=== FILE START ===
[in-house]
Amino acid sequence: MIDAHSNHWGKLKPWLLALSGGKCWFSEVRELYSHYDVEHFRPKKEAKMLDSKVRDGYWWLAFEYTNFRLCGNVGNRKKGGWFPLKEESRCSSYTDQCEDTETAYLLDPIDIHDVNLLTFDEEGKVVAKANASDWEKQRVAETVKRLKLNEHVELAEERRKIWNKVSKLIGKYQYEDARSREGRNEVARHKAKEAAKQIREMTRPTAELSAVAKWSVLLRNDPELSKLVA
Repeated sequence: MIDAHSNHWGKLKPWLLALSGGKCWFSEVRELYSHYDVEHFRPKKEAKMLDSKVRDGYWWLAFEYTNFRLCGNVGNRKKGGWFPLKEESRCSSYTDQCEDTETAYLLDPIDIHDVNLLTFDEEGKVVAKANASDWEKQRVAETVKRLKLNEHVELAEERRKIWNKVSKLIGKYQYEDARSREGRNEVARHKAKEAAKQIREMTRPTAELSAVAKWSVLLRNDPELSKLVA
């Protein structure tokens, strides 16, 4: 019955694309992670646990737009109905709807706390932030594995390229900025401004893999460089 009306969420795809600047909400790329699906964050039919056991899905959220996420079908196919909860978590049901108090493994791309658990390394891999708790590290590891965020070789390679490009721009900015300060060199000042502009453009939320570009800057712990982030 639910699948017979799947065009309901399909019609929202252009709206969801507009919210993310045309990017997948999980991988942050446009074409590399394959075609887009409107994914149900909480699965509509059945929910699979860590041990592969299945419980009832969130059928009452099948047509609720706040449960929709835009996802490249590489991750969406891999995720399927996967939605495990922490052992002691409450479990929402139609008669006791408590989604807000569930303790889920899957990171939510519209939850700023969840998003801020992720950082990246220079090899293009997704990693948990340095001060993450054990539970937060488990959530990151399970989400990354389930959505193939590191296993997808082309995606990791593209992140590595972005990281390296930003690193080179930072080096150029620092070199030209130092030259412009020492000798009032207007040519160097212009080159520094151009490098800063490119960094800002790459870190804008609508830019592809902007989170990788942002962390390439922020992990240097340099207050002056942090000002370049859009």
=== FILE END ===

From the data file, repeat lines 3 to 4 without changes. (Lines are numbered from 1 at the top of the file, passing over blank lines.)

Repeated sequence: MIDAHSNHWGKLKPWLLALSGGKCWFSEVRELYSHYDVEHFRPKKEAKMLDSKVRDGYWWLAFEYTNFRLCGNVGNRKKGGWFPLKEESRCSSYTDQCEDTETAYLLDPIDIHDVNLLTFDEEGKVVAKANASDWEKQRVAETVKRLKLNEHVELAEERRKIWNKVSKLIGKYQYEDARSREGRNEVARHKAKEAAKQIREMTRPTAELSAVAKWSVLLRNDPELSKLVA
């Protein structure tokens, strides 16, 4: 019955694309992670646990737009109905709807706390932030594995390229900025401004893999460089 009306969420795809600047909400790329699906964050039919056991899905959220996420079908196919909860978590049901108090493994791309658990390394891999708790590290590891965020070789390679490009721009900015300060060199000042502009453009939320570009800057712990982030 639910699948017979799947065009309901399909019609929202252009709206969801507009919210993310045309990017997948999980991988942050446009074409590399394959075609887009409107994914149900909480699965509509059945929910699979860590041990592969299945419980009832969130059928009452099948047509609720706040449960929709835009996802490249590489991750969406891999995720399927996967939605495990922490052992002691409450479990929402139609008669006791408590989604807000569930303790889920899957990171939510519209939850700023969840998003801020992720950082990246220079090899293009997704990693948990340095001060993450054990539970937060488990959530990151399970989400990354389930959505193939590191296993997808082309995606990791593209992140590595972005990281390296930003690193080179930072080096150029620092070199030209130092030259412009020492000798009032207007040519160097212009080159520094151009490098800063490119960094800002790459870190804008609508830019592809902007989170990788942002962390390439922020992990240097340099207050002056942090000002370049859009």